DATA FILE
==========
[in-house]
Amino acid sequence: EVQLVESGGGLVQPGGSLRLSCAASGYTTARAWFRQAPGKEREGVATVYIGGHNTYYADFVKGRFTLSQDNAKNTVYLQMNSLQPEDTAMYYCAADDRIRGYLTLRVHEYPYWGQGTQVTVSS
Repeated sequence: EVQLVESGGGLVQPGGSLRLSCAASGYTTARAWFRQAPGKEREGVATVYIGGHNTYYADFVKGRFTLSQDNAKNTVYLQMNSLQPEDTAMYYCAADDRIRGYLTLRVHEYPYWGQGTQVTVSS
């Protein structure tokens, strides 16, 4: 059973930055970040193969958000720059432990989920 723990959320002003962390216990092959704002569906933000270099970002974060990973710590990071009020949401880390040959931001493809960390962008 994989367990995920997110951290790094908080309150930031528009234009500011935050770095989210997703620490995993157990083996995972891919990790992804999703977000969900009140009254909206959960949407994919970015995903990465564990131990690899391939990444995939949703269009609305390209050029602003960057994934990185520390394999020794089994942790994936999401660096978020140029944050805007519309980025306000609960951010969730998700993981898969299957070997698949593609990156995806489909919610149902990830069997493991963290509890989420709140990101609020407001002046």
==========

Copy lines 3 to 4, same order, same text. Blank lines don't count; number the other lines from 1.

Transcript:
Repeated sequence: EVQLVESGGGLVQPGGSLRLSCAASGYTTARAWFRQAPGKEREGVATVYIGGHNTYYADFVKGRFTLSQDNAKNTVYLQMNSLQPEDTAMYYCAADDRIRGYLTLRVHEYPYWGQGTQVTVSS
């Protein structure tokens, strides 16, 4: 059973930055970040193969958000720059432990989920 723990959320002003962390216990092959704002569906933000270099970002974060990973710590990071009020949401880390040959931001493809960390962008 994989367990995920997110951290790094908080309150930031528009234009500011935050770095989210997703620490995993157990083996995972891919990790992804999703977000969900009140009254909206959960949407994919970015995903990465564990131990690899391939990444995939949703269009609305390209050029602003960057994934990185520390394999020794089994942790994936999401660096978020140029944050805007519309980025306000609960951010969730998700993981898969299957070997698949593609990156995806489909919610149902990830069997493991963290509890989420709140990101609020407001002046």